WASHINGTON – Pushing immigration legislation through the Senate Judiciary Committee may wind up being the easiest job reform proponents achieve during what promises to be a long, drawn-out process.
It remains unclear if Senate Democratic Leader Harry Reid, of Nevada, has the votes necessary to meet the arduous 60-vote threshold required in the upper chamber to adopt the committee-approved measure. Sen. Jeff Sessions (R-Ala.) is one of a handful of lawmakers looking to attach a “poison pill” amendment to the Border Security, Economic Opportunity and Immigration Modernization Act of 2013.
Meanwhile the Republican-led House is piecing together its own legislation, which is expected to place greater emphasis on border security, setting the stage for a difficult conference committee.
“The bill includes very little, if anything, to improve the executive branch’s ability to enforce the law,” said Sen. Chuck Grassley (R-Iowa), ranking member on the Senate Judiciary Committee and an opponent of the legislation. “No one disputes that this bill is legalization first, enforcement later. And, that’s unacceptable. And, I think if you read the polls, yes, immigration reform is very much desired by the American people, and it ought to be because the system is broken, but that’s pretty much based on us securing the borders.”
Grassley said he tried to strengthen the bill through the committee amendment process but consistently saw his efforts thwarted.
“Well, my message to the Senate and the House is that absent significant changes on the Senate floor, the House should take up their own process, develop their own product with input from their constituents, and work toward a conference on this bill,” Grassley said. “That will ensure that the bill benefits from the various checks and balances we have within the legislative process to reach the proper outcome.”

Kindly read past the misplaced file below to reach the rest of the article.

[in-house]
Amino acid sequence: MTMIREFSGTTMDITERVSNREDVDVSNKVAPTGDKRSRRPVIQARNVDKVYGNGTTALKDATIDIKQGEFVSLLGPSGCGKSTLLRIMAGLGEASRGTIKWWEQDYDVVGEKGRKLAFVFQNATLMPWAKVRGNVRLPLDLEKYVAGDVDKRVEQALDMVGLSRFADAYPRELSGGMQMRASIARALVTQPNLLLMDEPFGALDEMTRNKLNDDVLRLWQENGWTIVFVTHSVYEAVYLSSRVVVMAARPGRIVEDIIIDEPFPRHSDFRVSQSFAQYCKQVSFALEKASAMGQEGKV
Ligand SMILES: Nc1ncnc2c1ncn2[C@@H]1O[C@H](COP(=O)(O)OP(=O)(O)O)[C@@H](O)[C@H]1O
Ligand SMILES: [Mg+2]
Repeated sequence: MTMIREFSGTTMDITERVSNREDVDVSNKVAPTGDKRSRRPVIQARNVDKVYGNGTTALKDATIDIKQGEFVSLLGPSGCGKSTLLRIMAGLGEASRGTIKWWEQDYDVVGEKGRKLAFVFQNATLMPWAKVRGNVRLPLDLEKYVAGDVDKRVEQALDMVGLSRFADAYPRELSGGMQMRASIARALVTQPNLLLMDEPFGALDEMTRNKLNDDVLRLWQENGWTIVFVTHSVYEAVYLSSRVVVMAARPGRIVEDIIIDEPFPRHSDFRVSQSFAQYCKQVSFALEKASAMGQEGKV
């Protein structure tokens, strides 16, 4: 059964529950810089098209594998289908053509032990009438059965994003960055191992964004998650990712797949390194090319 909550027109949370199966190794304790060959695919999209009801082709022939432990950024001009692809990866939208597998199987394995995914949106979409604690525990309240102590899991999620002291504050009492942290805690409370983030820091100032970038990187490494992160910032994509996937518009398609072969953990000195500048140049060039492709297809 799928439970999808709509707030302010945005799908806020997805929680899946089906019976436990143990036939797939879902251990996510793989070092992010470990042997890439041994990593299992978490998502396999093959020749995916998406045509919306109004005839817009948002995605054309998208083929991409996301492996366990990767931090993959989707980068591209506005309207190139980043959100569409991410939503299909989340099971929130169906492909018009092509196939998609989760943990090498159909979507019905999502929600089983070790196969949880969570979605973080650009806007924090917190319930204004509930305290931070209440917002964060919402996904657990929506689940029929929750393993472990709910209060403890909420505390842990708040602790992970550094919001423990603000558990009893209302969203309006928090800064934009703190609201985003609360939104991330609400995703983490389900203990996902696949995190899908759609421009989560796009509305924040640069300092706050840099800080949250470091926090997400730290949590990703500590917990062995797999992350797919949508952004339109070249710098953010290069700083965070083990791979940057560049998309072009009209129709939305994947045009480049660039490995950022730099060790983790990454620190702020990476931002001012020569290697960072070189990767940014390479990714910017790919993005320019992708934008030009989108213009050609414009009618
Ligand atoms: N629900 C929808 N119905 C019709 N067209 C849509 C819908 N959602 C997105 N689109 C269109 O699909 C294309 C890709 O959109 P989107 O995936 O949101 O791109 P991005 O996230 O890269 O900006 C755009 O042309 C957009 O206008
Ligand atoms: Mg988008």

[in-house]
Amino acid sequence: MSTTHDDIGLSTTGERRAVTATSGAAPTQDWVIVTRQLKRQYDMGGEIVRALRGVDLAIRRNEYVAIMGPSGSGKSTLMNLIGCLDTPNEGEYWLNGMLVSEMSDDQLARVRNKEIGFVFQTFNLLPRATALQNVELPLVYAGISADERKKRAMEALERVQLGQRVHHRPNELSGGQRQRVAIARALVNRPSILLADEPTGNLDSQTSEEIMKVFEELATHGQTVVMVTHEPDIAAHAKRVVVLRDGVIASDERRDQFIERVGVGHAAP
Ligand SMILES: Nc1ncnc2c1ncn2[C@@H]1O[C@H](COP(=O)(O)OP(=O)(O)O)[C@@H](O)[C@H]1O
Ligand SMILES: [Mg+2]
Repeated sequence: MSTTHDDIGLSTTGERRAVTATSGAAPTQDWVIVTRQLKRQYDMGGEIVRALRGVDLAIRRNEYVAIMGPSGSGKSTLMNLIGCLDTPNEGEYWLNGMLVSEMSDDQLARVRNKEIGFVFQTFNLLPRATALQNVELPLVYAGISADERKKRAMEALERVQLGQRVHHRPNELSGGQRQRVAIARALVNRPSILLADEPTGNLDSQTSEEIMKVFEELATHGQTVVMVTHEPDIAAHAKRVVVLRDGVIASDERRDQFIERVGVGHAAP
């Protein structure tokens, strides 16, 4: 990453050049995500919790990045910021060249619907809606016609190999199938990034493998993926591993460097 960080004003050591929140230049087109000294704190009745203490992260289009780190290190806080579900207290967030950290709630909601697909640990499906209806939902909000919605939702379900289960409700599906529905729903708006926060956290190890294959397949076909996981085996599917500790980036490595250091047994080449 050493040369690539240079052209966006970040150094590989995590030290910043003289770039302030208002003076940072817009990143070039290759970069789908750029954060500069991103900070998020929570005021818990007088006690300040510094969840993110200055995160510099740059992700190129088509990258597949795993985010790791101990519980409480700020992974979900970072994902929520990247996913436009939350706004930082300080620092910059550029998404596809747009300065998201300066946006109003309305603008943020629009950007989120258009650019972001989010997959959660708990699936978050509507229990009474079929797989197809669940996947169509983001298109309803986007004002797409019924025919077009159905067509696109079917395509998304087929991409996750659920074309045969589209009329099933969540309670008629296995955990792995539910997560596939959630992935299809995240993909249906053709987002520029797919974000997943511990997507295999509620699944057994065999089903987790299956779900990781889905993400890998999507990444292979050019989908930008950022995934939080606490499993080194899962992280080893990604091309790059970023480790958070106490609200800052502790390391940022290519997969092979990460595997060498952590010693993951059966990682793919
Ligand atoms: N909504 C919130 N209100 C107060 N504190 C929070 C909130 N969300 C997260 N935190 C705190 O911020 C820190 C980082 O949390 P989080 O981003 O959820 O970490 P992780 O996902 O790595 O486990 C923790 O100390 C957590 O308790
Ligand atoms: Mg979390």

Proponents acknowledge they are hoping to attract 70 votes for the legislation, which could be cited as a bipartisan success. Reid said he intends to bring the legislation to the floor in June, shortly after lawmakers return to Washington from the Memorial Day work period.
Reid, appearing on the Nevada public affairs program To the Point this week, said he believes he’ll be able to corral the necessary votes.
“I think we have 60 votes,” Reid said. “Remember, we start out at 55 Democrats. I think the most I’ll lose is two or three. Let’s say I wind up with 52 Democrats. I only need eight Republicans, and I already have four, so that should be pretty easy.”
The four Republicans are the members of the “Gang of Eight” who joined four Democrats to piece together the legislation and stick with it through the committee process. The four are Sen. Marco Rubio, of Florida, Sen. Lindsey Graham of South Carolina, and Sens. John McCain and Jeff Flake, both of Arizona.
In addition, proponents are making overtures to Sens. Orrin Hatch (R-Utah), and John Cornyn (R-Texas). But Sen. Bob Menendez (D-N.J.), another member of the Gang of Eight, expressed doubts that the 60 votes are in reach.
“We don’t currently have 60 votes identified in the Senate,” Menendez said in an interview with Univision. “We need to add more votes on the floor. That means that the community in your state, in every state, should be contacting your state’s two U.S. senators saying that they want comprehensive immigration reform, that they are going to judge their political future based on this vote.”